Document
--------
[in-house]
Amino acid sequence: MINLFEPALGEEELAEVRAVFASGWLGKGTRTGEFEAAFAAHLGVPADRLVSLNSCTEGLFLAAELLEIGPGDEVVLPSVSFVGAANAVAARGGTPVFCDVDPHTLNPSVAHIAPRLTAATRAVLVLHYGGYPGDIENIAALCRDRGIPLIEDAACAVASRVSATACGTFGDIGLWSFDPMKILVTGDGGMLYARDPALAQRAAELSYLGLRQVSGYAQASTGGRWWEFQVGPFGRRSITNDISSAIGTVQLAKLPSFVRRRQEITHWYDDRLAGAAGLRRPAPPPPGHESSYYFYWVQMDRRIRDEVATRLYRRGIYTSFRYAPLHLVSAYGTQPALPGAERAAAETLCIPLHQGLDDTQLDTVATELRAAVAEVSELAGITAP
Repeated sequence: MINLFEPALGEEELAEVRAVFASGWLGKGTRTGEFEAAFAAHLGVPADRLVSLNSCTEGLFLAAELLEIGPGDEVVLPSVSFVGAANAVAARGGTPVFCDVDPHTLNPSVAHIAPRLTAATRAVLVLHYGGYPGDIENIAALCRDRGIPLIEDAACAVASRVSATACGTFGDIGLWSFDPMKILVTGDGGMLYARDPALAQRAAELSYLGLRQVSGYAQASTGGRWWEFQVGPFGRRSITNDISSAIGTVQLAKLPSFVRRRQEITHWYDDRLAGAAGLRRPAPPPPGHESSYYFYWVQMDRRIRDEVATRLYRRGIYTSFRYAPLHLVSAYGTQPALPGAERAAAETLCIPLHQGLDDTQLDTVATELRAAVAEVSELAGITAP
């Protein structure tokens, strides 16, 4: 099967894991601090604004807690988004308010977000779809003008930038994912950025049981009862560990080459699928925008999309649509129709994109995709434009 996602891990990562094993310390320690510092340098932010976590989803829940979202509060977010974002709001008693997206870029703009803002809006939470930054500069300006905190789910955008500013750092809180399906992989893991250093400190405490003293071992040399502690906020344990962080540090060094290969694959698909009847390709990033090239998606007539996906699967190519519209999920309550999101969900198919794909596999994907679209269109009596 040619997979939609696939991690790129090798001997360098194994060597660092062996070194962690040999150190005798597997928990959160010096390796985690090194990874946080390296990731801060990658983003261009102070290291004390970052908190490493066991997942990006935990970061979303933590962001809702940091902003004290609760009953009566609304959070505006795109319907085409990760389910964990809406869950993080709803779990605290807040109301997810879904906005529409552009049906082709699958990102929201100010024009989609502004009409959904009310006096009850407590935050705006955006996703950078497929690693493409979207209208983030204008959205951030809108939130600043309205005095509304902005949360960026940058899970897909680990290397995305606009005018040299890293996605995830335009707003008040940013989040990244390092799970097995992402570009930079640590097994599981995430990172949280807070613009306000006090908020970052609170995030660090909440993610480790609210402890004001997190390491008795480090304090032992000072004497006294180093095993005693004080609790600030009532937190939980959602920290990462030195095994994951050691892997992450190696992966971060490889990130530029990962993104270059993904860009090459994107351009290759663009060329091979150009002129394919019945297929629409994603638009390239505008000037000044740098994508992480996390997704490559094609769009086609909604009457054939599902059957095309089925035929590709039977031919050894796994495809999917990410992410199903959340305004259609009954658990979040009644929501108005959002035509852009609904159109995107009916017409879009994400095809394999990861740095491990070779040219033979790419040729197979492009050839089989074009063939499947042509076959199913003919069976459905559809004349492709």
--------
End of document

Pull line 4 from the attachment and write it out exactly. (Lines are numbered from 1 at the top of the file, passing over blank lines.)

């Protein structure tokens, strides 16, 4: 099967894991601090604004807690988004308010977000779809003008930038994912950025049981009862560990080459699928925008999309649509129709994109995709434009 996602891990990562094993310390320690510092340098932010976590989803829940979202509060977010974002709001008693997206870029703009803002809006939470930054500069300006905190789910955008500013750092809180399906992989893991250093400190405490003293071992040399502690906020344990962080540090060094290969694959698909009847390709990033090239998606007539996906699967190519519209999920309550999101969900198919794909596999994907679209269109009596 040619997979939609696939991690790129090798001997360098194994060597660092062996070194962690040999150190005798597997928990959160010096390796985690090194990874946080390296990731801060990658983003261009102070290291004390970052908190490493066991997942990006935990970061979303933590962001809702940091902003004290609760009953009566609304959070505006795109319907085409990760389910964990809406869950993080709803779990605290807040109301997810879904906005529409552009049906082709699958990102929201100010024009989609502004009409959904009310006096009850407590935050705006955006996703950078497929690693493409979207209208983030204008959205951030809108939130600043309205005095509304902005949360960026940058899970897909680990290397995305606009005018040299890293996605995830335009707003008040940013989040990244390092799970097995992402570009930079640590097994599981995430990172949280807070613009306000006090908020970052609170995030660090909440993610480790609210402890004001997190390491008795480090304090032992000072004497006294180093095993005693004080609790600030009532937190939980959602920290990462030195095994994951050691892997992450190696992966971060490889990130530029990962993104270059993904860009090459994107351009290759663009060329091979150009002129394919019945297929629409994603638009390239505008000037000044740098994508992480996390997704490559094609769009086609909604009457054939599902059957095309089925035929590709039977031919050894796994495809999917990410992410199903959340305004259609009954658990979040009644929501108005959002035509852009609904159109995107009916017409879009994400095809394999990861740095491990070779040219033979790419040729197979492009050839089989074009063939499947042509076959199913003919069976459905559809004349492709």